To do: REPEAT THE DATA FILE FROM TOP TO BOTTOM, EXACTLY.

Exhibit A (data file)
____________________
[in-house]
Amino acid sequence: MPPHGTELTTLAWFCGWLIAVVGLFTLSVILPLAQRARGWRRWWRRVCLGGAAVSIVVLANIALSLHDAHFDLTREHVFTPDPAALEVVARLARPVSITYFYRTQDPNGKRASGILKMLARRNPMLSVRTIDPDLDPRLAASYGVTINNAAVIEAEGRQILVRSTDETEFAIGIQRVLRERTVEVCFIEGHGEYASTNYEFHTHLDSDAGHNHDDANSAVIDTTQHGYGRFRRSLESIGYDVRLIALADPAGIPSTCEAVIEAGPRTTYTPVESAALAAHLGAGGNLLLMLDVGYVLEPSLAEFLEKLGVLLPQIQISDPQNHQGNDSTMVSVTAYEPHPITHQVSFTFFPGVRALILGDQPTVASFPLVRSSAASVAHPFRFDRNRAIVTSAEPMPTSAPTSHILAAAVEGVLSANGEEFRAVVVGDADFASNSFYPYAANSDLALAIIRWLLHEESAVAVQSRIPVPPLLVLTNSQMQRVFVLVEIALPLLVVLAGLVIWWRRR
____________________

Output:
[in-house]
Amino acid sequence: MPPHGTELTTLAWFCGWLIAVVGLFTLSVILPLAQRARGWRRWWRRVCLGGAAVSIVVLANIALSLHDAHFDLTREHVFTPDPAALEVVARLARPVSITYFYRTQDPNGKRASGILKMLARRNPMLSVRTIDPDLDPRLAASYGVTINNAAVIEAEGRQILVRSTDETEFAIGIQRVLRERTVEVCFIEGHGEYASTNYEFHTHLDSDAGHNHDDANSAVIDTTQHGYGRFRRSLESIGYDVRLIALADPAGIPSTCEAVIEAGPRTTYTPVESAALAAHLGAGGNLLLMLDVGYVLEPSLAEFLEKLGVLLPQIQISDPQNHQGNDSTMVSVTAYEPHPITHQVSFTFFPGVRALILGDQPTVASFPLVRSSAASVAHPFRFDRNRAIVTSAEPMPTSAPTSHILAAAVEGVLSANGEEFRAVVVGDADFASNSFYPYAANSDLALAIIRWLLHEESAVAVQSRIPVPPLLVLTNSQMQRVFVLVEIALPLLVVLAGLVIWWRRR